the NERC Field Spectroscopy Facility (FSF)
I study the ecology and biogeochemistry of Polar environments using field-based methods, drones and satellites. My interest in this area started during my Masters and PhD (both at the University of Sheffield) where I investigated glacial biogeochemistry in Svalbard and Greenland. I then discovered remote sensing and went on to map snow algal biomass across Antarctica on a project based out of the University of Cambridge.
Alongside research, I manage operations at the NCEO Field Spectroscopy Facility based at the University of Edinburgh, where we provide free-at-the-point-of-delivery equipment and training to UK-based researchers. This means I keep up to date with state of the art earth observation equipment and methodologies, and have exposure to a variety of different remote sensing projects, from agricultural applications to geological mapping.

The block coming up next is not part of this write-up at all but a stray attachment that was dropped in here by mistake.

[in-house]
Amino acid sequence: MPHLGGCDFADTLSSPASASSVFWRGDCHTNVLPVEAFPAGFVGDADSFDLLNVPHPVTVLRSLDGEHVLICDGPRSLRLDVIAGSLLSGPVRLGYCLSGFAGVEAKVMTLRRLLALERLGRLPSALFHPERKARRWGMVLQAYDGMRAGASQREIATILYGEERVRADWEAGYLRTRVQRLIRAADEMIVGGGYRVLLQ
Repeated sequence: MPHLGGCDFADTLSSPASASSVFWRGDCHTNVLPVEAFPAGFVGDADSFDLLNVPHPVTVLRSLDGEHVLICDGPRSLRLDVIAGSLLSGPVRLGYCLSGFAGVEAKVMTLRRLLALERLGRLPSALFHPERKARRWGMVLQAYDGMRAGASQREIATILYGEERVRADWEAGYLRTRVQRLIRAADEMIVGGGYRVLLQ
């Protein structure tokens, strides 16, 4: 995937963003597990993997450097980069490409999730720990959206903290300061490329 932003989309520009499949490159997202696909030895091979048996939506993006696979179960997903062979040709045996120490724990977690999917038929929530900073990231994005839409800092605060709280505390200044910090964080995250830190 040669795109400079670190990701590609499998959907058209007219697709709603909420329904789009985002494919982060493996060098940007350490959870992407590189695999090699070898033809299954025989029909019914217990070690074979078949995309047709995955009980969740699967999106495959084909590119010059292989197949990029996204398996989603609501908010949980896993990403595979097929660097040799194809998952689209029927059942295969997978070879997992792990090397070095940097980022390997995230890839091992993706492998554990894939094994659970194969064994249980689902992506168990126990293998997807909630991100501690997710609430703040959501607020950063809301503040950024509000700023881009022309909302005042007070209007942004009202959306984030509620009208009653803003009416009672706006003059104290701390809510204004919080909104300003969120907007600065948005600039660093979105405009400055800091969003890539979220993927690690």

Gray, A., Krolikowski, M., Fretwell, P. et al. Remote sensing reveals Antarctic green snow algae as important terrestrial carbon sink. Nature Communications11,2527(2020).
James, K.; Nichol, C.J.; Wade, T.; Cowley, D.; Gibson Poole, S.; Gray, A.; Gillespie, J. Thermal and Multispectral Remote Sensing for the Detection and Analysis of Archaeologically Induced Crop Stress at a UK Site.Drones2020,4,61